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To edit your old posts, go into your history and find the screen where you previewed your reply. Then press the edit button and edit and then post it. This is not foolproof; sometimes the edit won't take. But it usually works.
Nikki is online now  
Dec 19th, 2008, 10:01 AM
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Love the rest of your Nancy description and the photos. Do you think 2 days is enough or did you feel rushed to see everything?
yk is offline  
Dec 19th, 2008, 02:15 PM
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Hi YK,

I think with warmer weather and longer daylight hours, 2 days would be perfect, but with the early sunset and freezing temperatures (having to take frequent breaks) I felt rushed.


I tried that this morning, but the old post didn't change. Backing up in my still-open window to add to this post works. Is there a time limit?
MademoiselleFifi is offline  
Dec 19th, 2008, 02:32 PM
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Found a photo of the Prouve gown online:

(I was mistaken-- the waves are not sheer; they just seemed transparent because some of the embroidery is the same color as the floor).
MademoiselleFifi is offline  
Dec 19th, 2008, 03:46 PM
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No time limit. I do find that when I copy something from a Word document, it might not like being edited. Other than that, I think it works pretty consistently for me.
Nikki is online now  
Dec 19th, 2008, 04:47 PM
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Day 4 -- Impressive students and sneaky waiters

It rained during the night, and old cities are always more enchanting after a storm.

Today I have tickets to two Demonstrations de l'Ecole de Danse at Opera Garnier, where Chagall's ceiling always makes me smile. http://images46.fotki.com/v1416/phot...1B4854e-vi.jpg These annual performances by students of the school of the Paris Opera Ballet are such a treat. Tickets sell out quickly-- I ordered mine online the very first day they went on sale, back in September, and even then seat availability was quite limited. The morning performance features young students doing classroom exercises on stage, with explanation, narration, and correction by their teachers. In addition to their impressive technique, the kids are reminded to present "sourires," "jolies mains," and "charme."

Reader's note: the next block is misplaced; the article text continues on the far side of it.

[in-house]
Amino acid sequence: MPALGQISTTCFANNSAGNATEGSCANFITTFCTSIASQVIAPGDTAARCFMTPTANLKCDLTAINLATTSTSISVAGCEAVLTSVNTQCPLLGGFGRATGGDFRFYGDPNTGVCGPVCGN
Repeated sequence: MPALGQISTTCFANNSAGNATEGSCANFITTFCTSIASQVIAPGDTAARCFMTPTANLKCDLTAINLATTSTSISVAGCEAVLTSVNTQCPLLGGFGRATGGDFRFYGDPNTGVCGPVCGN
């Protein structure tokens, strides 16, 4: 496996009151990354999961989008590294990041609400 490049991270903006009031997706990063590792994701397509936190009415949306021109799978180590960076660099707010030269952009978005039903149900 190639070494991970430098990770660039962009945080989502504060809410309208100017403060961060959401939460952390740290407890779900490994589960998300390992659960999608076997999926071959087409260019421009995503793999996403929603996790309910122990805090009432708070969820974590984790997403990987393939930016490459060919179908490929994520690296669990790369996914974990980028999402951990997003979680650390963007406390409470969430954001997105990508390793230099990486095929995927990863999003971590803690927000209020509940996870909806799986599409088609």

Amazing how professional and polished even the youngest students are. Every turn of the shoulder, tilt of the head, and curve of the wrist is in sync.
http://images46.fotki.com/v1414/phot...11B4845-vi.jpg No wonder the company has such a great corps de ballet.

With only a short break between the two shows, I walk over to nearby Grand Cafe des Capucines, on my list of AN interiors to see. The stained glass over the stairwell is gorgeous. http://images46.fotki.com/v1416/phot...11B4893-vi.jpg From their Opera Express menu, I order some kind of leek terrine (don't remember exactly what it's called) as entree and "parmentier de canard" for the plat (not familiar with this dish, but I love duck). The entree arrives immediately and is absolutely delicious-- a very smooth flan-like texture with chunks of tasty leeks and some pretty drizzle. If mom or sis were here, we would photograph it, but as a solo diner I feel self-conscious taking photos of my food. My premature verdict: "what a perfect place for opera goers-- close, beautiful, fast, AND delicious." But then a waiter (not the one who took my order) brings over a main dish, announcing "Cheeeken." Seeing the confused look on my face, he knows it's a mistake and goes away. I wait a long time and my duck still hasn't arrived. The same waiter comes by AGAIN and sets down a plate of chicken. This time, the waiter who took my order is standing nearby, and we both look toward him in confusion. He insists, "Yes, yes, c'est la volaille." The next ballet is starting soon and I don't have time to argue, so I eat the dry, dull chicken (not at all like the juicy rotisserie ones sold at outdoor markets). A French family arrives at the next table and the father seems excited to find "parmentier de canard" on the menu. I want to ask him whether it's supposed to be real canard or just chicken with duck sauce (like Leon de Bruxelle's "escargot style" dish which doesn't contain snails?) but it's getting too close to curtain time so I rush back to the opera house.

The afternoon show is more like a regular ballet performance, by the advanced, upper-division students. Not as informative as the morning show but still very enjoyable.